1. Jon Frias, who attends Barron Park Elementary School, plays with a toy truck from the market. The market was started by two Paly parents in 1989. 2. A glass terrarium dangles in the parking lot in front of the Tower Building. 3. A row of scarves hangs on a tent at one vendor’s stall. 4. Mini cacti are on display at Shirlui Lam’s stall. Lam also sells sun hats and school supplies. 5. Trinkets rest in a glass case, awaiting inspection from potential customers. 6. Handmade jewelry hangs on a stand at a stall in the middle aisle of the market. Many vendors make their own wares.

Jon Frias, who attends Barron Park Elementary School, plays with a toy truck from the market.

The sun beats down on two long rows of tents, reflecting off of brass belt buckles and handmade jewelry. Colorful tapestries at one stall flutter lazily in the light breeze, while small spherical terrariums sway back and forth on strings at another booth farther down the line. Customers bargain with vendors, and children excitedly sift through merchandise laid out on the cement.

The relative quiet is shattered as a tall man wearing a floppy white hat and dark sunglasses strides down one of the rows, brandishing two paintings and shouting, “One dollar! One dollar each! Anybody love me?”
This is just a normal day at Palo Alto High School’s Flea Market, which takes place from 8:30 a.m. to 3 p.m. one Saturday every month. Anything from old sheriff’s badges to painted skulls can be found in the parking lot in front of the Tower Building.
Founded in 1989 as a fundraiser for the Paly band, the flea market has grown into a tifleamarketme-honored tradition, serving not only as a source of revenue, but as a gathering place for a diverse slice of the Palo Alto community.

glass terrarium

A glass terrarium dangles in the parking lot in front of the Tower Building.

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Mini cacti are on display at Shirlui Lam’s stall. Lam also sells sun hats and school supplies.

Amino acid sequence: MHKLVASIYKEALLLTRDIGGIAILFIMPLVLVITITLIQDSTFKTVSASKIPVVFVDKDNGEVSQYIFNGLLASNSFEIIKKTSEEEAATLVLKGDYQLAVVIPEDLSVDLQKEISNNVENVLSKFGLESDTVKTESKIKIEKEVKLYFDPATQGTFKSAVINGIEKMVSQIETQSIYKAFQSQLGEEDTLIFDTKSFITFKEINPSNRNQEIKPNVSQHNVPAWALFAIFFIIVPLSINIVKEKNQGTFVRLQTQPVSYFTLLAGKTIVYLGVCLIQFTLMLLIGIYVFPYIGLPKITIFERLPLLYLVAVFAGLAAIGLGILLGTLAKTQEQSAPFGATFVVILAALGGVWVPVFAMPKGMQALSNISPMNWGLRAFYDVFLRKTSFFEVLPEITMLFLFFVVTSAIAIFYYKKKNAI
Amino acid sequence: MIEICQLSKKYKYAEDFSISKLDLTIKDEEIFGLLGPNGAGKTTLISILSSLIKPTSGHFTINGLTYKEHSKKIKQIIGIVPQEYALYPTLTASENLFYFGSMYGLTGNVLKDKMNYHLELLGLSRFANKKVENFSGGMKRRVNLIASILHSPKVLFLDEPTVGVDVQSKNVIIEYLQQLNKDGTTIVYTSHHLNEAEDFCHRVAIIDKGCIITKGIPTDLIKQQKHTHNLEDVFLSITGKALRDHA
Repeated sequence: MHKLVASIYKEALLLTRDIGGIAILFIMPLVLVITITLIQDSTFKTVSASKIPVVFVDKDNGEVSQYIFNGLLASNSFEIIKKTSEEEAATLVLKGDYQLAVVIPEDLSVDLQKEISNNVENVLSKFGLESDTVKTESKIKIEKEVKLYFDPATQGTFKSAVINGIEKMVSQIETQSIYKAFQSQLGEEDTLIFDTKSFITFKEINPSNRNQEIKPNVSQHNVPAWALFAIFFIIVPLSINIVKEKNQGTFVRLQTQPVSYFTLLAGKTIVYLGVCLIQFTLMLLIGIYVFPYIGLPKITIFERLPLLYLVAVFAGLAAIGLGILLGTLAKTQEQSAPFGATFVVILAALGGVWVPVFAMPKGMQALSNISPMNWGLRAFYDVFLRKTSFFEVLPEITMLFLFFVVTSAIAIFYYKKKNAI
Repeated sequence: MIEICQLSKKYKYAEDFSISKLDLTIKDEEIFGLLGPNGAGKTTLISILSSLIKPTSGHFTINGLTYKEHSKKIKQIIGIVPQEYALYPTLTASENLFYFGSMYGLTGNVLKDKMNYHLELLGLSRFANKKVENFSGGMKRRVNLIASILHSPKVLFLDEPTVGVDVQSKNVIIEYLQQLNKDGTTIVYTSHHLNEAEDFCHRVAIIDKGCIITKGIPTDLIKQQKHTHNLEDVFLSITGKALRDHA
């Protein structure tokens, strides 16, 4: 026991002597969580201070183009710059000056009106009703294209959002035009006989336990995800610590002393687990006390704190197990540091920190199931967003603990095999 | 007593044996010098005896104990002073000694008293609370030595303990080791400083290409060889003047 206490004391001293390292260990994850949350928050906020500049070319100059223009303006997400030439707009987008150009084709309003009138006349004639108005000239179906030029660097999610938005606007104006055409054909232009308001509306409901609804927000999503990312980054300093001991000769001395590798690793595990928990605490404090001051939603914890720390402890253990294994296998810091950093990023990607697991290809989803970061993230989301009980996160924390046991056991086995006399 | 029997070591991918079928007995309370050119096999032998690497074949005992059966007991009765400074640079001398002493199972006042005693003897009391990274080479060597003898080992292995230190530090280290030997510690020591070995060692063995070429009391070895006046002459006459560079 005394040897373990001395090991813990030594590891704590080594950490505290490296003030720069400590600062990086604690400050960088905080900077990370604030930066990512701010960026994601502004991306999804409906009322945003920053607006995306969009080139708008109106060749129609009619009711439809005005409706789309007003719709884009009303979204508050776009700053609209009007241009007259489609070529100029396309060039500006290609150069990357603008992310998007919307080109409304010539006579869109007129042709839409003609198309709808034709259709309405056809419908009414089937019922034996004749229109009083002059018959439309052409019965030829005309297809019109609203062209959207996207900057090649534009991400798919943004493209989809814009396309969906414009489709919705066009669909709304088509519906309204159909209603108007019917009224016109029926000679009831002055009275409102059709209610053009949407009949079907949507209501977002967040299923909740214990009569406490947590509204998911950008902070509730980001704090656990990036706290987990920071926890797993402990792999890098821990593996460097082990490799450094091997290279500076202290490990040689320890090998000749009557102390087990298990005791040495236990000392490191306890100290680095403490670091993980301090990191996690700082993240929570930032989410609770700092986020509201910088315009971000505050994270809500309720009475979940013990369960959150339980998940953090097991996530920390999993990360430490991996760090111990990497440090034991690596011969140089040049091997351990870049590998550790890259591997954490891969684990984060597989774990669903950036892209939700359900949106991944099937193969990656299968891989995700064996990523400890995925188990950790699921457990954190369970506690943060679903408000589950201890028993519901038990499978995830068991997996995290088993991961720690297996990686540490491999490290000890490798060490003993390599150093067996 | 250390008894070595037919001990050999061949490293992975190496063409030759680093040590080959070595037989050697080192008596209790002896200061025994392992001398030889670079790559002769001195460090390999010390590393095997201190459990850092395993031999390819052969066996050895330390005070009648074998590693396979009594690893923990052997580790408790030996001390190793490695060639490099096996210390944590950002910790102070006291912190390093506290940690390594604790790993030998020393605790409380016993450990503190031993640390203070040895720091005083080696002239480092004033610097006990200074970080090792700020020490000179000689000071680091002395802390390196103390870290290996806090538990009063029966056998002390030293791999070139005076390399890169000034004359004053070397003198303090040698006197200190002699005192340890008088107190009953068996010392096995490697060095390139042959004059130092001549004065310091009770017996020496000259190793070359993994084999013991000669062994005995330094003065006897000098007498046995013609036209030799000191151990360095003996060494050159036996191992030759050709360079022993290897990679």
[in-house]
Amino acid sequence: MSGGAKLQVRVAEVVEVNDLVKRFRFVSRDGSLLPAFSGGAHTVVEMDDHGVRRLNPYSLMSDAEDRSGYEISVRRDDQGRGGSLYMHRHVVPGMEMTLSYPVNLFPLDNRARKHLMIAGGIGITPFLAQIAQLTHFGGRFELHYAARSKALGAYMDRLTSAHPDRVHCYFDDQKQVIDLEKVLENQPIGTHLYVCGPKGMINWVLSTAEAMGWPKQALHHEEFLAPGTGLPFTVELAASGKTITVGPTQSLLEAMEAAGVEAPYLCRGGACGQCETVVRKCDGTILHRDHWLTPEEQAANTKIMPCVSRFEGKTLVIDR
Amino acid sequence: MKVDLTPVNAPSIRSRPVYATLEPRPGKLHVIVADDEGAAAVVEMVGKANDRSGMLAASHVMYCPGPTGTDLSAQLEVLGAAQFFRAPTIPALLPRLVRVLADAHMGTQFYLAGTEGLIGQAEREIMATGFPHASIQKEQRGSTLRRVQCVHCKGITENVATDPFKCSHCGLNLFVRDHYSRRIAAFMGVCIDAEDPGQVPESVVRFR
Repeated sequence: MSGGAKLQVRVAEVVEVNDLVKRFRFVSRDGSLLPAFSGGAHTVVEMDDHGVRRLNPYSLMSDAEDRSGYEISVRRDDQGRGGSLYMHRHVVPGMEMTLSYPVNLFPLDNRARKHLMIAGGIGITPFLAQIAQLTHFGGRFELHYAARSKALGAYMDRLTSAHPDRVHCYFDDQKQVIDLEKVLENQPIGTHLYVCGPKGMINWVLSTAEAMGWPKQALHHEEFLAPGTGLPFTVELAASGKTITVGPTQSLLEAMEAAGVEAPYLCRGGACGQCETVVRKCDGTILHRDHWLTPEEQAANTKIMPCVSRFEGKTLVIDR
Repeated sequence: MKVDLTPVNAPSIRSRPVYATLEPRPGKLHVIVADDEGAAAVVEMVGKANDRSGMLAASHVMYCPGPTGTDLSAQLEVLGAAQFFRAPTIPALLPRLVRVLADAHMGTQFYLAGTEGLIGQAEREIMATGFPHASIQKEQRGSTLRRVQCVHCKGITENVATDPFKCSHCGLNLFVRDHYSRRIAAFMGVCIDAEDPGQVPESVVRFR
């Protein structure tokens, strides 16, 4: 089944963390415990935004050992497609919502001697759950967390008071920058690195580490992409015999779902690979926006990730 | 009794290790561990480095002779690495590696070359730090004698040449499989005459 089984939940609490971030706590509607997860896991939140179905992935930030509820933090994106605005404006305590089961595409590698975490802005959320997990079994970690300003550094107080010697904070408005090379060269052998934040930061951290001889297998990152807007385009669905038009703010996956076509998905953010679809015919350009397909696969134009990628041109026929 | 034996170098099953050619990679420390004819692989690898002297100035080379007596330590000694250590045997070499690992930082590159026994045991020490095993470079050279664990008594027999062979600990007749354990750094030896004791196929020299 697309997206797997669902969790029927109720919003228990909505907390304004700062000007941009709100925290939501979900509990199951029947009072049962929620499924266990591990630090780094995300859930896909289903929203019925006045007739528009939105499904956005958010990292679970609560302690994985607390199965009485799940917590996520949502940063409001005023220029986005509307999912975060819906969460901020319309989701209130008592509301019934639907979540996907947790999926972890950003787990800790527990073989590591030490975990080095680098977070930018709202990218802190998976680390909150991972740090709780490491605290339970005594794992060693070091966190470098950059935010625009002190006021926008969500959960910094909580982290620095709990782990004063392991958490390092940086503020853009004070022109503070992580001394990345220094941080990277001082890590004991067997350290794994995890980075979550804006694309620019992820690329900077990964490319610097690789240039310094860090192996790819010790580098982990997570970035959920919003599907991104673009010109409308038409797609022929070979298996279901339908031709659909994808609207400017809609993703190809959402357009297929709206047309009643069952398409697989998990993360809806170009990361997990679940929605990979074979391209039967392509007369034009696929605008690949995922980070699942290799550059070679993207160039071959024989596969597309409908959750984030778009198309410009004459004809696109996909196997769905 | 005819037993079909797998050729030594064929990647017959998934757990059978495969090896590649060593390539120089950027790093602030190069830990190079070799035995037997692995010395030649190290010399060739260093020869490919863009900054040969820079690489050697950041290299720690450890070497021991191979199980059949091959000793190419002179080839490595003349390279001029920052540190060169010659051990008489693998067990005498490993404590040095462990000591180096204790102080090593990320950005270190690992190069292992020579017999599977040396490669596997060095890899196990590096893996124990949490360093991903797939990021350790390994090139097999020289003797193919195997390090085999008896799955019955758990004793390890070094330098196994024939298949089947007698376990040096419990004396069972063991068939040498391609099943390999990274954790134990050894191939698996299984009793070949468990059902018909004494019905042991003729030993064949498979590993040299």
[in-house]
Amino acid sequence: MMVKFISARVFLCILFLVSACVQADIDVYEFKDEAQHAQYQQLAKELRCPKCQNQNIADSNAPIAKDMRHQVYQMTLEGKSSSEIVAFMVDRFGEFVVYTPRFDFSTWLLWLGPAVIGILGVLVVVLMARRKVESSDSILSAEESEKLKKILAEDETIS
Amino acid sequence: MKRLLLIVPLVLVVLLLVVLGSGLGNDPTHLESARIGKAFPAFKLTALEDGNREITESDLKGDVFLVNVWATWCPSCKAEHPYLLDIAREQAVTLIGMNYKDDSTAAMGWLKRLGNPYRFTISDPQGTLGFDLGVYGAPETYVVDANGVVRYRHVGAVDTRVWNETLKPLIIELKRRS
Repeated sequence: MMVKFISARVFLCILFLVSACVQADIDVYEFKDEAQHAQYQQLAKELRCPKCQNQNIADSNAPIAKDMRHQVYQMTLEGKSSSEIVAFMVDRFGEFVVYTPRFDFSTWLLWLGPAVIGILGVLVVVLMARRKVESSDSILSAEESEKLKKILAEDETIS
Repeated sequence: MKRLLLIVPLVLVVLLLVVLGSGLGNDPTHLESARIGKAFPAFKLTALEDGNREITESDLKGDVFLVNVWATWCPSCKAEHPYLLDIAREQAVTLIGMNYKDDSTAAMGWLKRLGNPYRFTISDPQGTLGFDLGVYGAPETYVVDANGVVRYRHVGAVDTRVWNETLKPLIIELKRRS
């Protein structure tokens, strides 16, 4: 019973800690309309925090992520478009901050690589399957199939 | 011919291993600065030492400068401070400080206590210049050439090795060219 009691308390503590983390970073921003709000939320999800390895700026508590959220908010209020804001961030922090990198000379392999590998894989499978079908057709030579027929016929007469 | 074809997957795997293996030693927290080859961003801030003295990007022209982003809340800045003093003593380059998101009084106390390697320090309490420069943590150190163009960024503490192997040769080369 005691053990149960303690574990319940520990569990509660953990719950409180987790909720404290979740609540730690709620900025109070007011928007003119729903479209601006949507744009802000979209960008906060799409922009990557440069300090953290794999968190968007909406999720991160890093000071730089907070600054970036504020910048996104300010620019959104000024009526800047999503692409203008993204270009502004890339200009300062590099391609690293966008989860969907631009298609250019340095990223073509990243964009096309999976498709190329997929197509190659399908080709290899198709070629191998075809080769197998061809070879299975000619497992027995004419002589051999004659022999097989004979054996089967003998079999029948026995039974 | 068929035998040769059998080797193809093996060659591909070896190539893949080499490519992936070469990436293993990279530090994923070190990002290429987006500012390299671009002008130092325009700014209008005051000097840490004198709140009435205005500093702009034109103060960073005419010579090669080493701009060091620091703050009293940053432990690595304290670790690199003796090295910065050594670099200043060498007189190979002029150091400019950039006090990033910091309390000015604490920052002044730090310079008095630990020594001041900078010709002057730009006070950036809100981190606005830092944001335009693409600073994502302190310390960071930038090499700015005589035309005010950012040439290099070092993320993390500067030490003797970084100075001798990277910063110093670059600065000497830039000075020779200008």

Phyllis Smith and Cathy Brown, two Paly parents, were faced with the task of organizing a fundraiser for the band 25 years ago. According to Smith, who still coordinates the event, the original plan was to do a marathon, but the idea came up to run a flea market during the race. At first an afterthought, the market proved to be a quick success.
“People are always looking for a bargain, that’s a fact of life,” Smith says. “People came when they heard that there was going to be a flea market here.”
To gather funds, the band sells spots to vendors ahead of time and runs a barbecue the day of the market. According to current band director Jeff Willner, the barbecue is an efficient way to help the vendors as well as the school. Besides bringing in money, it assures that the vendors do not have to leave their stalls to get food, and thus miss potential customers.

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Handmade jewelry hangs on a stand at a stall in the middle aisle of the market.

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Trinkets rest in a glass case, awaiting inspection from potential customers. 

In addition to the vital funds that the event is able to provide for the band, Willner attests to the unique experience that the market provides.
“A lot of the flea markets you go to now, it’s a lot of people selling new garbage,” Willner says. “For us, it’s a real live flea market, It’s people selling stuff from out of their garage… So it’s a little more diverse and eclectic than a lot of them that you go to now.”
The flea market’s uncommon environment, as well as being a product of the wide variety of merchandise available, results from its small and manageable size.
“We haven’t outgrown our capability of being able to control it,” Smith says. “There’s a couple of incidences in the past where we have not invited people back, but because we’re small, we’ve really been able to keep a handle on that type of thing.”
As the years have gone by, the band has become increasingly adept at running the event. According to Willner, the process is so efficient that he has little role other than organizing volunteers at the beginning of the year.
“All I do is, I make sure that people can get in, because we really try to make it so that the parent volunteers and [Smith] are able to do their thing,” Willner says. “Right now, it’s been going for so long, that it’s almost like it’s this continuum. … It’s a pretty well-oiled machine at this point.”

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Vendors Josh Frias (top), Shirlui Lam (middle) and Iman Rozibye (bottom).

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Iman